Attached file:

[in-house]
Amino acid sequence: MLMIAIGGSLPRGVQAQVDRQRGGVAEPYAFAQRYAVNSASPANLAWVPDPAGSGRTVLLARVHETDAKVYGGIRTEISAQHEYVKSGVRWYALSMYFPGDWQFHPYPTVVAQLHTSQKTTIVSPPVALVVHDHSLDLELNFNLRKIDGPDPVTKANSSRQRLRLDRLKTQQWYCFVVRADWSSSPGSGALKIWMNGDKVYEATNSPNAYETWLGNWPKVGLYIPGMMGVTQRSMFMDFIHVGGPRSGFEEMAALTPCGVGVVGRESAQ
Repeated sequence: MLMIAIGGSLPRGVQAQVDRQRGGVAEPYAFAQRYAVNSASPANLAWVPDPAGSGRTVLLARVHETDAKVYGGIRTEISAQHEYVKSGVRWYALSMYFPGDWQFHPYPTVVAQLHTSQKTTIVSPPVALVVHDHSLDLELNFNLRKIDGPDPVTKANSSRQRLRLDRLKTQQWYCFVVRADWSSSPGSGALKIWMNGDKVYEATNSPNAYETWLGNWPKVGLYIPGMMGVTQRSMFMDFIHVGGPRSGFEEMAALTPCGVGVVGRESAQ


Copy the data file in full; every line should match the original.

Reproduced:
[in-house]
Amino acid sequence: MLMIAIGGSLPRGVQAQVDRQRGGVAEPYAFAQRYAVNSASPANLAWVPDPAGSGRTVLLARVHETDAKVYGGIRTEISAQHEYVKSGVRWYALSMYFPGDWQFHPYPTVVAQLHTSQKTTIVSPPVALVVHDHSLDLELNFNLRKIDGPDPVTKANSSRQRLRLDRLKTQQWYCFVVRADWSSSPGSGALKIWMNGDKVYEATNSPNAYETWLGNWPKVGLYIPGMMGVTQRSMFMDFIHVGGPRSGFEEMAALTPCGVGVVGRESAQ
Repeated sequence: MLMIAIGGSLPRGVQAQVDRQRGGVAEPYAFAQRYAVNSASPANLAWVPDPAGSGRTVLLARVHETDAKVYGGIRTEISAQHEYVKSGVRWYALSMYFPGDWQFHPYPTVVAQLHTSQKTTIVSPPVALVVHDHSLDLELNFNLRKIDGPDPVTKANSSRQRLRLDRLKTQQWYCFVVRADWSSSPGSGALKIWMNGDKVYEATNSPNAYETWLGNWPKVGLYIPGMMGVTQRSMFMDFIHVGGPRSGFEEMAALTPCGVGVVGRESAQ